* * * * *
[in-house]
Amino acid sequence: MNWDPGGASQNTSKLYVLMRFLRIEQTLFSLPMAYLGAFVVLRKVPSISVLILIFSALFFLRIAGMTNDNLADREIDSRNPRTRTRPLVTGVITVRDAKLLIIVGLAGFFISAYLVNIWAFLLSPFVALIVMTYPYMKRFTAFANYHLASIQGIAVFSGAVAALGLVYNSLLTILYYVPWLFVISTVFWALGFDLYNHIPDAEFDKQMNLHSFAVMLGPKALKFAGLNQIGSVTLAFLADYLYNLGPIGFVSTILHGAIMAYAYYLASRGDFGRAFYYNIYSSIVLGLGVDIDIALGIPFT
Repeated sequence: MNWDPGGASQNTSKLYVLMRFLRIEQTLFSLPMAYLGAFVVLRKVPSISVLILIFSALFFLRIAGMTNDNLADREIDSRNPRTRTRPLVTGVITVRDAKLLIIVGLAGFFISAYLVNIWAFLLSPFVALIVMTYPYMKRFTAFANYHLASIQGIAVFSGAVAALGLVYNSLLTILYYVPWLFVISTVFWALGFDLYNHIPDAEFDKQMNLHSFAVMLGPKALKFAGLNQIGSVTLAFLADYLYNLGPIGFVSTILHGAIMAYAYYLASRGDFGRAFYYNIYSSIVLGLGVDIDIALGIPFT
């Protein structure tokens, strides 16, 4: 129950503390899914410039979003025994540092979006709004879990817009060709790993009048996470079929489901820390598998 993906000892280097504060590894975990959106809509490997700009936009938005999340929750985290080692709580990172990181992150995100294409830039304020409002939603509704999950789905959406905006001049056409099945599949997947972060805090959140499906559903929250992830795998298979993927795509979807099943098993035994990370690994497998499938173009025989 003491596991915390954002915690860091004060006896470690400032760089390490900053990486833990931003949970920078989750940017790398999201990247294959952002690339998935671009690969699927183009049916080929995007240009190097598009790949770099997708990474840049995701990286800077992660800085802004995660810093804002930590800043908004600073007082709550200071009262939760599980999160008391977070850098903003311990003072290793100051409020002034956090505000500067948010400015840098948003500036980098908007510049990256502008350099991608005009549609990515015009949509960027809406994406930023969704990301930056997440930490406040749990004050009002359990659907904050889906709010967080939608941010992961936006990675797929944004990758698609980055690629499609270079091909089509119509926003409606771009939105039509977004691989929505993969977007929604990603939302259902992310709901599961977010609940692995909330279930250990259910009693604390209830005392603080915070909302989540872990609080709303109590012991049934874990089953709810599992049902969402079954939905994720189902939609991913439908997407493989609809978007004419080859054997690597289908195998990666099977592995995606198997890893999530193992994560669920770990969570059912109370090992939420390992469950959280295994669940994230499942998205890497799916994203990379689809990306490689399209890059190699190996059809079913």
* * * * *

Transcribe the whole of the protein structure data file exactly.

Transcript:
[in-house]
Amino acid sequence: MNWDPGGASQNTSKLYVLMRFLRIEQTLFSLPMAYLGAFVVLRKVPSISVLILIFSALFFLRIAGMTNDNLADREIDSRNPRTRTRPLVTGVITVRDAKLLIIVGLAGFFISAYLVNIWAFLLSPFVALIVMTYPYMKRFTAFANYHLASIQGIAVFSGAVAALGLVYNSLLTILYYVPWLFVISTVFWALGFDLYNHIPDAEFDKQMNLHSFAVMLGPKALKFAGLNQIGSVTLAFLADYLYNLGPIGFVSTILHGAIMAYAYYLASRGDFGRAFYYNIYSSIVLGLGVDIDIALGIPFT
Repeated sequence: MNWDPGGASQNTSKLYVLMRFLRIEQTLFSLPMAYLGAFVVLRKVPSISVLILIFSALFFLRIAGMTNDNLADREIDSRNPRTRTRPLVTGVITVRDAKLLIIVGLAGFFISAYLVNIWAFLLSPFVALIVMTYPYMKRFTAFANYHLASIQGIAVFSGAVAALGLVYNSLLTILYYVPWLFVISTVFWALGFDLYNHIPDAEFDKQMNLHSFAVMLGPKALKFAGLNQIGSVTLAFLADYLYNLGPIGFVSTILHGAIMAYAYYLASRGDFGRAFYYNIYSSIVLGLGVDIDIALGIPFT
């Protein structure tokens, strides 16, 4: 129950503390899914410039979003025994540092979006709004879990817009060709790993009048996470079929489901820390598998 993906000892280097504060590894975990959106809509490997700009936009938005999340929750985290080692709580990172990181992150995100294409830039304020409002939603509704999950789905959406905006001049056409099945599949997947972060805090959140499906559903929250992830795998298979993927795509979807099943098993035994990370690994497998499938173009025989 003491596991915390954002915690860091004060006896470690400032760089390490900053990486833990931003949970920078989750940017790398999201990247294959952002690339998935671009690969699927183009049916080929995007240009190097598009790949770099997708990474840049995701990286800077992660800085802004995660810093804002930590800043908004600073007082709550200071009262939760599980999160008391977070850098903003311990003072290793100051409020002034956090505000500067948010400015840098948003500036980098908007510049990256502008350099991608005009549609990515015009949509960027809406994406930023969704990301930056997440930490406040749990004050009002359990659907904050889906709010967080939608941010992961936006990675797929944004990758698609980055690629499609270079091909089509119509926003409606771009939105039509977004691989929505993969977007929604990603939302259902992310709901599961977010609940692995909330279930250990259910009693604390209830005392603080915070909302989540872990609080709303109590012991049934874990089953709810599992049902969402079954939905994720189902939609991913439908997407493989609809978007004419080859054997690597289908195998990666099977592995995606198997890893999530193992994560669920770990969570059912109370090992939420390992469950959280295994669940994230499942998205890497799916994203990379689809990306490689399209890059190699190996059809079913």